Here or there?
How accuracy in satellite imagery impacts your operations and outcomes
SATELLITE IMAGERY ACCURACY CAN VARY GREATLY
When you’re looking at imagery for visual context, how closely what you see aligns to an object’s actual location on the ground might not be critical. But for city planning, oil and gas drilling, cell tower placement and other applications where being off a few meters could impact your bottom line, or even put lives at risk, accuracy is critical. The more accurate the imagery, the more you minimize error and feel confident in the decisions your organization makes based on what it’s telling you.
Accuracy: Reducing the margin of error
In Earth imagery, accuracy is stated in terms of confidence. How confident are we that the identified feature is where the image shows it? What is the margin of error?
For example, Maxar provides an accuracy of 5 m CE90, which translates to: you can be 90% confident the identified feature is within a 5 meter radius of where the image suggests it is. In many applications, being a few meters off in your measurements can impact compliance with safety regulations, which ultimately impacts your bottom line.
For heavily regulated industries, like Oil and Gas, knowing exactly where to drill is critical for compliance. A larger margin of error increases the risk of wasted resources drilling in the wrong location as well as safety hazards and costly legal consequences.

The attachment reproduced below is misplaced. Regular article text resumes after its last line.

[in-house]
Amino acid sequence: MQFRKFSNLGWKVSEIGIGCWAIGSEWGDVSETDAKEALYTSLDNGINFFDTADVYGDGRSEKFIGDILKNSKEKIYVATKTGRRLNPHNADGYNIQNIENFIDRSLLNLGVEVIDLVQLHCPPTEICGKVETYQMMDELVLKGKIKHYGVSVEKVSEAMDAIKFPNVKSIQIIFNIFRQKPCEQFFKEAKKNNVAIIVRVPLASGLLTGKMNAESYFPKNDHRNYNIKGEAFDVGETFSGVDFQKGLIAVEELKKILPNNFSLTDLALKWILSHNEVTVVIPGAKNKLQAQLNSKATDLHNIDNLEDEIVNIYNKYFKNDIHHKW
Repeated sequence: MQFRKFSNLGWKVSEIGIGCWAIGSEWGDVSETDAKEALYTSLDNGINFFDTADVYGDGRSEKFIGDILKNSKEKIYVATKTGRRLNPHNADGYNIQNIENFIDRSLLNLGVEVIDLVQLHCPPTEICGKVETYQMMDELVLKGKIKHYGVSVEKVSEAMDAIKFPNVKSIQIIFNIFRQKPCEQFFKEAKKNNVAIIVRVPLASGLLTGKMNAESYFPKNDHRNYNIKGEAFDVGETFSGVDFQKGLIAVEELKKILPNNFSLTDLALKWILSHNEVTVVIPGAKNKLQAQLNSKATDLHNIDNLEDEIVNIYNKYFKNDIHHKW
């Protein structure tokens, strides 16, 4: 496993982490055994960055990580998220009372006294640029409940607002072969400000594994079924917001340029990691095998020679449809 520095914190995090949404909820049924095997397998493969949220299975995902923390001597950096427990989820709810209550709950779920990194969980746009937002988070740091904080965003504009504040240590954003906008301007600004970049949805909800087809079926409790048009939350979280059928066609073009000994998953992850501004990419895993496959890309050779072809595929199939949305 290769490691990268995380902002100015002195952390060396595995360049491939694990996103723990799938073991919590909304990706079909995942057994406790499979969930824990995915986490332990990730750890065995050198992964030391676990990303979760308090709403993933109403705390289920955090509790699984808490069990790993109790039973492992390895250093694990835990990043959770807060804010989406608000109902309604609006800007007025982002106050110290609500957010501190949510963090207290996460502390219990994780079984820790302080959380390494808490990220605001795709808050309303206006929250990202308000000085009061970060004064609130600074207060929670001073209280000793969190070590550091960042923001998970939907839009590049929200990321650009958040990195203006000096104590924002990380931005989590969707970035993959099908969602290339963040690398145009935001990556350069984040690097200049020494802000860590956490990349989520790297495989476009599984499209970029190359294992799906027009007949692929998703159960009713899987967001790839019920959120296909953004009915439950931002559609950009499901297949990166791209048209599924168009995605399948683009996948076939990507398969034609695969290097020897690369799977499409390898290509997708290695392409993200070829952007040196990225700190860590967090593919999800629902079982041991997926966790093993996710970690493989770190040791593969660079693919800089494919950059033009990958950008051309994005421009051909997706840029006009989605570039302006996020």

If you were to send a field worker to the coordinates this tank appears to be at in accurate imagery, you can be confident the site will be within 5 m of those coordinates, in any direction. That’s a lot better than giving them coordinates based on a less accurate image, which could lead them to the wrong location.
If you’re dealing with regulations that determine the distance your sites must be from residential areas, the difference between 5 m accuracy and 25 m accuracy could mean you’re non-compliant, costing you time, resources and fees.
Accuracy matters, in distance and in height
From fitness trackers to autonomous vehicles, we are exponentially reliant on wireless networks for everyday activity. And for some—like 911 operators and emergency responders—having a reliable cell signal can be the difference between life and death.
5G networks and beyond will use high-frequency spectrum to increase speed and capacity, but this also presents new challenges in sensitivity. Signals require a direct line-of-sight to the device or between towers. That’s tricky in metropolitan areas, so placing small cells in the right places requires knowing the exact locations of buildings, vegetation and potential obstructions. And this is where accuracy comes in.
In the race to 5G, inaccurate information can cost network providers time, money, and customer loyalty. Accurate imagery fuels 3D models that help engineers understand exactly where structures are to ensure line of sight for a clear signal.
Credit NTT DATA
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